Proving that $\sigma_7(n) = \sigma_3(n) + 120 \sum_{m=1}^{n-1} \sigma_3(m)\sigma_3(n-m)$ without using modular forms?

This problem appears as a (starred!) exercise in D. Zagier’s notes on modular forms. I have to admit that I have no idea how to do it.

Here, $\sigma_k(n) =\sum_{d\mid n} d^k$, as usual.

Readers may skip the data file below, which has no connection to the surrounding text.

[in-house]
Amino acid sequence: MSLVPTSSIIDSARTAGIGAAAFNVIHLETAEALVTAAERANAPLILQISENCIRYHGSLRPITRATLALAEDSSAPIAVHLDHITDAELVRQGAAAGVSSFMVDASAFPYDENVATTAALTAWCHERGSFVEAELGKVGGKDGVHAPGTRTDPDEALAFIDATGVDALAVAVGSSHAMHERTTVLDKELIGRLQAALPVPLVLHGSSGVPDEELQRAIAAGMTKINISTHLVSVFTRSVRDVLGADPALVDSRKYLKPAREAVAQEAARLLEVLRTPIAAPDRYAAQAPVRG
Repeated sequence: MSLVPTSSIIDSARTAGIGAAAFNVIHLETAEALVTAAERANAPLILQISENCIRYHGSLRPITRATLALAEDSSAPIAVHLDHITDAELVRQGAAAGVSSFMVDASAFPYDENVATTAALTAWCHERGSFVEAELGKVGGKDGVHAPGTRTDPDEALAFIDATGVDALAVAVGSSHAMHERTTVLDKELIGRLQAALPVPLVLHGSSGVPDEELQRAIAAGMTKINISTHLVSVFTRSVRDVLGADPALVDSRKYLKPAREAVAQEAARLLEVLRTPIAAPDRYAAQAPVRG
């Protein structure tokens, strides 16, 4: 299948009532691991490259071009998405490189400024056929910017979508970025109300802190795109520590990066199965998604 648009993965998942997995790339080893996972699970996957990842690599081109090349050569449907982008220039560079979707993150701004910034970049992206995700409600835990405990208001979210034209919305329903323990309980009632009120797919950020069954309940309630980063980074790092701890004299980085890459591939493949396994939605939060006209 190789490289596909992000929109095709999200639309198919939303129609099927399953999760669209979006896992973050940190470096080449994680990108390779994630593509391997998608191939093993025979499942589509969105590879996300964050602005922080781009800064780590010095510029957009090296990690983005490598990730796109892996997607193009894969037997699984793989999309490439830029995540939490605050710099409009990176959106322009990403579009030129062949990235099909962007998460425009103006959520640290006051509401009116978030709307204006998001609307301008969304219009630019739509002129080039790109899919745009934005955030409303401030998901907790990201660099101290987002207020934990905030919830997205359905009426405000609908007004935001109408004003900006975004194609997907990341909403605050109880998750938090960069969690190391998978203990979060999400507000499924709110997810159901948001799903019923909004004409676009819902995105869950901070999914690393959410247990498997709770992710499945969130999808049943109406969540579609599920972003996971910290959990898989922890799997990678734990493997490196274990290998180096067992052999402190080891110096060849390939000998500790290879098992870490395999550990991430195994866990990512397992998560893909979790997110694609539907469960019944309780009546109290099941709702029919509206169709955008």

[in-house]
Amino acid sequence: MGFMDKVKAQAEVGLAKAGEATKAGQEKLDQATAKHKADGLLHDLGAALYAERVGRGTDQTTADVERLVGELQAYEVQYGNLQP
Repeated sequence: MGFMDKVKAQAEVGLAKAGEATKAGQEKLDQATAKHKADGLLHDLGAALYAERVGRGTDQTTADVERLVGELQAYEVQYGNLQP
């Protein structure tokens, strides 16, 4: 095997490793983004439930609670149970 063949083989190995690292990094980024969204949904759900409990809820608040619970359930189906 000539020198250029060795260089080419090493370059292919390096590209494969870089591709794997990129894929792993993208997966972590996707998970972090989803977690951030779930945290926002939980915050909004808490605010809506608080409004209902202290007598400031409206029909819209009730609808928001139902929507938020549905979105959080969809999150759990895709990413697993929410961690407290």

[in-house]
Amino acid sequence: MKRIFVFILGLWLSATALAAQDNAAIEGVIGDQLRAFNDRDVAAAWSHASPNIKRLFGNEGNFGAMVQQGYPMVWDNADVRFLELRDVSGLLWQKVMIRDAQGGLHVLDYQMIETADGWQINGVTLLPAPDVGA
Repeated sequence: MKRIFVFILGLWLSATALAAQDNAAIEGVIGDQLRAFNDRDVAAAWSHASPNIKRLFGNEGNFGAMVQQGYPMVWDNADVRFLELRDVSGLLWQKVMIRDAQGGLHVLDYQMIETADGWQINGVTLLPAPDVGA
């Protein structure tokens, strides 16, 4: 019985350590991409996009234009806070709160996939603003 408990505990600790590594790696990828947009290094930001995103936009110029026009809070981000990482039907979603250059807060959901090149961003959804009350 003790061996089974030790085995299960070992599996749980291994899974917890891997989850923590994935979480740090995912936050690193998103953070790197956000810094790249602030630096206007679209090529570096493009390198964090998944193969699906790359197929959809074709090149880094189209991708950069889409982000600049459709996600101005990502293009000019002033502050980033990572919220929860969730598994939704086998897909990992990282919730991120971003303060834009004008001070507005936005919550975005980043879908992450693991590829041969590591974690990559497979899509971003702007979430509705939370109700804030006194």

This identity is traditionally obtained by using the fact that the space $M_8(\text{SL}_2(\mathbf Z))$ of modular forms of weight $8$ and level $1$ is $1$-dimensional, and contains both $E_4^2$ and $E_8$ ($E_k$ the Eisenstein series of weight $k$). Using this, it’s a piece of cake (simply a matter of comparing coefficients).

Without using modular forms, though, I am stumped.

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